Bristlecones share with a few other ancient pines the ability to adopt a strip-bark morphology. In strip-bark trees, the bark has died back from most of the tree's circumference, leaving a strip of living cambium (and bark) that usually runs up the protected leeward side of the trunk. The exposed dead wood then takes the brunt of windblown ice crystals and sand. These gradually wear away the exposed wood, and in time the tree rings that recorded the tree's youth may be entirely worn away by this process (Valmore C. LaMarche, 1985, pers. comm.). Some researchers believe the strip-bark habit is one adaptation that has allowed the bristlecones to reach such great age; by restricting their growth to a narrow strip of living tissue, they can produce a thicker annual ring in response to a given increment of annual net productivity, and thus maintain a thicker and healthier layer of cambium and sapwood.
Pinus longaeva is generally regarded as the longest-lived of all sexually reproducing, nonclonal species, with many individuals known to have ages exceeding 4,000 years. Due to the resinous wood and extremely cold and arid habitat, decay of dead wood is extremely slow, and wood on the ground in some stands has ages exceeding 10,000 years. This has permitted building a continuous chronology from the present back to 6828 BC (Hughes and Graumlich 1996). This record has been used, among other things, to calibrate the radiocarbon timescale (the rate of radiocarbon production in the atmosphere is not constant over time, thus the need for calibration). The species has been widely used in dendroclimatic reconstruction, most famously figuring in the popular debate over anthropogenic global warming, and in several classic studies of timberline ecology.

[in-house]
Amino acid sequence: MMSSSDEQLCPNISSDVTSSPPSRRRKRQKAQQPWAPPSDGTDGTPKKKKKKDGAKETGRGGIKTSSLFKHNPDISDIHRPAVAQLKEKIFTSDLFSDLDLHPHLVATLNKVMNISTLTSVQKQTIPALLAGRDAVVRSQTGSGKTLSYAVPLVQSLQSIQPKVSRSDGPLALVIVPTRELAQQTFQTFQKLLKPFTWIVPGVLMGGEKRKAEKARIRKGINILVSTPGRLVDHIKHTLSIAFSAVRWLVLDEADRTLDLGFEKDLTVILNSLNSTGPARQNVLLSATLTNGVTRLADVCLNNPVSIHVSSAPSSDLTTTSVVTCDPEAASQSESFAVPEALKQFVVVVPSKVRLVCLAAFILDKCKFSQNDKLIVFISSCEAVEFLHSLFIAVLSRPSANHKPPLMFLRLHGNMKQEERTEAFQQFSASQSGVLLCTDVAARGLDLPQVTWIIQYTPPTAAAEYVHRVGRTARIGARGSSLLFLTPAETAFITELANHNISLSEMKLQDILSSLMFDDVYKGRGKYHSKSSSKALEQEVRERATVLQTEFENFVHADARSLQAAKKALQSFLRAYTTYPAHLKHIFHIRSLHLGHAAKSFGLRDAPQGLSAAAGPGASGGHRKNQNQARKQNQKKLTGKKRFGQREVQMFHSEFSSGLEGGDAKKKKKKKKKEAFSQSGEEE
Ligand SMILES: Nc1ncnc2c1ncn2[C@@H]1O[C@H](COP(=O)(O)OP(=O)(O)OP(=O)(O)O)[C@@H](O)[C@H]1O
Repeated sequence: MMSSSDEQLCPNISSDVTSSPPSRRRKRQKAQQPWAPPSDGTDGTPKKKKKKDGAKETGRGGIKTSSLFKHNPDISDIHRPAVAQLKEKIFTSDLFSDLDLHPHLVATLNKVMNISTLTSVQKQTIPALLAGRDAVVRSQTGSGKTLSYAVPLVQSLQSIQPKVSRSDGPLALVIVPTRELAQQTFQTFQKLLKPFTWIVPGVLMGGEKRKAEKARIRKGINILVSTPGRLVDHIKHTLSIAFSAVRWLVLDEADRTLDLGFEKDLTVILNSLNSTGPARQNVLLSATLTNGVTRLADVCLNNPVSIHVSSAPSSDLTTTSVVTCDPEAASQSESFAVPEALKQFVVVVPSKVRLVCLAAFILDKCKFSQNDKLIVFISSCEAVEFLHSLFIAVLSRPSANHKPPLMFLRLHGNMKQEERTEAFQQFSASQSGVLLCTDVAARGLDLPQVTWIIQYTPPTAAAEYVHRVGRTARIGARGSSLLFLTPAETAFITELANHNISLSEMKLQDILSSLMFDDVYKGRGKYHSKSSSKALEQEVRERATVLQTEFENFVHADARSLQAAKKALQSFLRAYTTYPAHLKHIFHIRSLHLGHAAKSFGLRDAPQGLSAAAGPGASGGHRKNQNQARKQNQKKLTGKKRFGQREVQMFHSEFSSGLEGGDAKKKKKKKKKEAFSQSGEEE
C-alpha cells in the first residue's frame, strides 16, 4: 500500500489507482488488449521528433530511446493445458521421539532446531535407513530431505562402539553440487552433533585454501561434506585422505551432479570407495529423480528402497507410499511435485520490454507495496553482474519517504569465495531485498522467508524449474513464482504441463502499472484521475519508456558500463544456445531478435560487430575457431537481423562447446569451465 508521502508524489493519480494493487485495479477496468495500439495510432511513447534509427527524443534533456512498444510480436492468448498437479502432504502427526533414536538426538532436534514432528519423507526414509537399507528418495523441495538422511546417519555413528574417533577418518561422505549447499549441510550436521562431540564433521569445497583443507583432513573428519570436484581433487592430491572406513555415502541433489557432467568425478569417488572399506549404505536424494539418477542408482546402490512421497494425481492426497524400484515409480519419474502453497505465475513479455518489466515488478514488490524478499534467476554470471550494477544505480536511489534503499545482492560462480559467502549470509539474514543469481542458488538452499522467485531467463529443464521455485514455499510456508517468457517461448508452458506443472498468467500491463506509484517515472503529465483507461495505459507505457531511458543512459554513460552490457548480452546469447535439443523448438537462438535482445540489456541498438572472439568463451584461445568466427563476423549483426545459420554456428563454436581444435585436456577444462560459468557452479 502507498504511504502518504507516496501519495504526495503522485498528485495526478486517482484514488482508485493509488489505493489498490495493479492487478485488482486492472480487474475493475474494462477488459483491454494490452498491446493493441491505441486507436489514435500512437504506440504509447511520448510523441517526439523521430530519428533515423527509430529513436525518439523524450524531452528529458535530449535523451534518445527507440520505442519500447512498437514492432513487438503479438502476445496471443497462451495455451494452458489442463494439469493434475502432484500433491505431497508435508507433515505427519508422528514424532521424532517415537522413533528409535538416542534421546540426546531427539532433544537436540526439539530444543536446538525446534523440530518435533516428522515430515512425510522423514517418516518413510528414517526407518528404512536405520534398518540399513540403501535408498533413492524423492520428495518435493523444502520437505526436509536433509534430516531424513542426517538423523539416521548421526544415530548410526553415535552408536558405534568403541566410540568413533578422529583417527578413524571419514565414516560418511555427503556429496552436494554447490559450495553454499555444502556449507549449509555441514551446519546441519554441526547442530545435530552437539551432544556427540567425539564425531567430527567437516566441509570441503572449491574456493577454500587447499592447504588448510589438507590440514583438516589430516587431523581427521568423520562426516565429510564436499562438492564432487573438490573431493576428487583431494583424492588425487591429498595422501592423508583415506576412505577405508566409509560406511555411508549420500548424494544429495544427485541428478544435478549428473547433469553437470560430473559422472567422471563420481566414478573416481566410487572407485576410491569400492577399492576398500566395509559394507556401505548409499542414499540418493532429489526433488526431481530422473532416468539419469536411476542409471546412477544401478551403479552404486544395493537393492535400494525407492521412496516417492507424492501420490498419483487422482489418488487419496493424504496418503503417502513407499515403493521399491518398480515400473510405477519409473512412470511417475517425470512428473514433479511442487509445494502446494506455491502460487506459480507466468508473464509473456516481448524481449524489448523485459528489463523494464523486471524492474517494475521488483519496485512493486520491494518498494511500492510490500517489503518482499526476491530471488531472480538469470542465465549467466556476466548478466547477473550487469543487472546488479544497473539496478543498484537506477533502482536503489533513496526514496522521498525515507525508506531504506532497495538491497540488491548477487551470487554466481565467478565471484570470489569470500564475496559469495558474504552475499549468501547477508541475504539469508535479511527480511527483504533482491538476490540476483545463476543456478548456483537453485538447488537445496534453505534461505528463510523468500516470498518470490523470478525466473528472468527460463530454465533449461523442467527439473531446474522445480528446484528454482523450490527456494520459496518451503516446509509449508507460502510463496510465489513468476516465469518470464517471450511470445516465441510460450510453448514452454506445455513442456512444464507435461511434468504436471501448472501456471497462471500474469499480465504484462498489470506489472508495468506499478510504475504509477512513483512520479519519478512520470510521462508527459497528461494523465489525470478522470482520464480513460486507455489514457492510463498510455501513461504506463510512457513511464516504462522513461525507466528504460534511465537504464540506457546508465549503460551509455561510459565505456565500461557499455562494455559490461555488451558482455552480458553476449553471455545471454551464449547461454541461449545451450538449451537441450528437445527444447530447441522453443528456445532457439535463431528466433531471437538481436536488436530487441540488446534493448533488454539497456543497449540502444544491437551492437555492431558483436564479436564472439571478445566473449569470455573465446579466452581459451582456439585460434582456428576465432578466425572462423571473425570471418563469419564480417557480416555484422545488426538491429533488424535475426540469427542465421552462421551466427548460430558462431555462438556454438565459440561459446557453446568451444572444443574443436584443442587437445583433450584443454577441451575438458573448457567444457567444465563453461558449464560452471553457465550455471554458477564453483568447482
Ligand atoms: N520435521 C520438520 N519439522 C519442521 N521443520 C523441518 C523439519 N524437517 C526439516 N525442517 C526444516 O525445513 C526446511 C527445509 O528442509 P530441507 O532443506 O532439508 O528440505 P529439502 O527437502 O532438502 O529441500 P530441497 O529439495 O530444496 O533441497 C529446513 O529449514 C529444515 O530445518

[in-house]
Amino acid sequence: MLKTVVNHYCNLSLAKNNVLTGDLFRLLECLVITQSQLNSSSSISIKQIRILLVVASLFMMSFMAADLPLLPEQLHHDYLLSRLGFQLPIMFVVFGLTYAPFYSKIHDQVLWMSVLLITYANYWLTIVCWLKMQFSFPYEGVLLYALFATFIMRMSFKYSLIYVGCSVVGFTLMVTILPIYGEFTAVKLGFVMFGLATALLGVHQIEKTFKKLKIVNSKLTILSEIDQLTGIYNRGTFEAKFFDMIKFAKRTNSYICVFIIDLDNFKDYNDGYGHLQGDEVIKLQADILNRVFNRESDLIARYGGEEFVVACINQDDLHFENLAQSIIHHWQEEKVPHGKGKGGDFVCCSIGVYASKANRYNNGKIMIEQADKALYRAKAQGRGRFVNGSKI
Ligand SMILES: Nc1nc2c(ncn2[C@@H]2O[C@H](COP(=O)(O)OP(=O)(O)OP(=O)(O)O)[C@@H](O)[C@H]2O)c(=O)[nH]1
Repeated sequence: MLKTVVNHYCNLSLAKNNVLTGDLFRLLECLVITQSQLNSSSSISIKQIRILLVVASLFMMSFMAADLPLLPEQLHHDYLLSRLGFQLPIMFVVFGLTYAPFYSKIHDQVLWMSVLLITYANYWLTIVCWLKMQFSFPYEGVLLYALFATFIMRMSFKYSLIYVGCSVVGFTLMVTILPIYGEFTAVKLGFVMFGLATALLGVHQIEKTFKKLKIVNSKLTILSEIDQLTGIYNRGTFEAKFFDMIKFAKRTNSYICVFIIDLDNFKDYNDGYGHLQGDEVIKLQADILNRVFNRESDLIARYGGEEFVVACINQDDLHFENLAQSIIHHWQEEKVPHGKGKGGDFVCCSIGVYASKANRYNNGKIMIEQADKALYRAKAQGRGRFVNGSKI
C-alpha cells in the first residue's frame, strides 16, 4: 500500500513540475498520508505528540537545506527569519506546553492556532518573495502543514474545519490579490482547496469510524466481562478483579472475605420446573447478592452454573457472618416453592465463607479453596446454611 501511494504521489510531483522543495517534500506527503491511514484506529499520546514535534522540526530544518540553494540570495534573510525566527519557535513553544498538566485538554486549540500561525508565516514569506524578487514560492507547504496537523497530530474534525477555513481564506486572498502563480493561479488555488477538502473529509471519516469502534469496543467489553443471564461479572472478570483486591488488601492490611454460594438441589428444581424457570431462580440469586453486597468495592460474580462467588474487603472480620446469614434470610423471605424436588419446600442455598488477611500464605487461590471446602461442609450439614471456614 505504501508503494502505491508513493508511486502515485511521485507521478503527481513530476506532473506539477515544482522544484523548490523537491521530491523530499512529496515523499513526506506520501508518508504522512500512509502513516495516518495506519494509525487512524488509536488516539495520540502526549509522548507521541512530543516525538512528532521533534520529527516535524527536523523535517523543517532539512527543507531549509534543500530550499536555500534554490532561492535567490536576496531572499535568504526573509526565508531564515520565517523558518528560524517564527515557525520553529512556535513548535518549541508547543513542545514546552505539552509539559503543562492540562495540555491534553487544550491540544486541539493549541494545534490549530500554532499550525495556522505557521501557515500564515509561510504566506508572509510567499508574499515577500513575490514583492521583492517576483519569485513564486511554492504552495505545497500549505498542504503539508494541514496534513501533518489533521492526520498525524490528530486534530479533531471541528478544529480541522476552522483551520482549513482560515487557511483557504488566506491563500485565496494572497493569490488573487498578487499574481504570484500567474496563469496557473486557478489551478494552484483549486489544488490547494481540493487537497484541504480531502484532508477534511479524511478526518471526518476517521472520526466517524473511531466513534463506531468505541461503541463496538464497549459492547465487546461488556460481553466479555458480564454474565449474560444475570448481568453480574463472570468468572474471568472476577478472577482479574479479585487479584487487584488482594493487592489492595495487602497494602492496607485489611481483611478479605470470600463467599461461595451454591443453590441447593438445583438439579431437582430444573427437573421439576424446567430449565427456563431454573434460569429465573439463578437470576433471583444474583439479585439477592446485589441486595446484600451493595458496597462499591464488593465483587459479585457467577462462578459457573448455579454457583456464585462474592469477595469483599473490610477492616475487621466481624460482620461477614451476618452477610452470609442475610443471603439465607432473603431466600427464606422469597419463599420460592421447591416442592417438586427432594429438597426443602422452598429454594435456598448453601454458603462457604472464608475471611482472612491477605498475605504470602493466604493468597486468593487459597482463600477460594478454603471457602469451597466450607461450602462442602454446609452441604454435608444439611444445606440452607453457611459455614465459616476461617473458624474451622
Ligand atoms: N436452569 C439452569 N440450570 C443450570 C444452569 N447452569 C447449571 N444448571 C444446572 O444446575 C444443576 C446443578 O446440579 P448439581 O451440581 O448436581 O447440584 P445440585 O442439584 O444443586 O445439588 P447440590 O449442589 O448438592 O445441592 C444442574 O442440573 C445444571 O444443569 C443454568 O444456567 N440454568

It is appropriate to note here that several of history's most noteworthy dendrochronologists have spent a large part of their lives studying this, the oldest and perhaps the hardiest of all the world's trees, in its remote mountain habitat. Edmund Schulman (1909-1958) is generally credited as the first person to discover the trees' great age, certainly the first to study the phenomenon. C. Wesley Ferguson worked closely with geochronologists to use ancient bristlecone wood to develop the radiocarbon timescale calibration. He also discovered and sampled many stands of very old trees (Ferguson 1969). Hal Fritts (1969) studied the relationship between bristlecone pine ring widths and climate variation. Valmore C. LaMarche (1969) did pioneering work studying how bristlecones survive in an extraordinarily high, dry, cold environment, and went on to use the tree-ring record from bristlecones to provide estimates of climatic change over the past several thousand years (LaMarche and Mooney 1967, 1972; LaMarche 1973, 1978). Donald A. Graybill was a pioneer in research efforts to discover evidence of global warming in the bristlecone pine record (LaMarche et al. 1984). He also assembled a very extensive collection of bristlecone tree-ring data. The close association between bristlecones and dendrochronologists (a mutualism, we might say) has been touched on by a number of authors, notable Cohen (1998).
Anyone desiring to learn more about this extraordinary tree would do well to read the work of these scientists. A bibliography of that work is available at the Bibliography of Dendrochronology; also look at the "See Also" section below.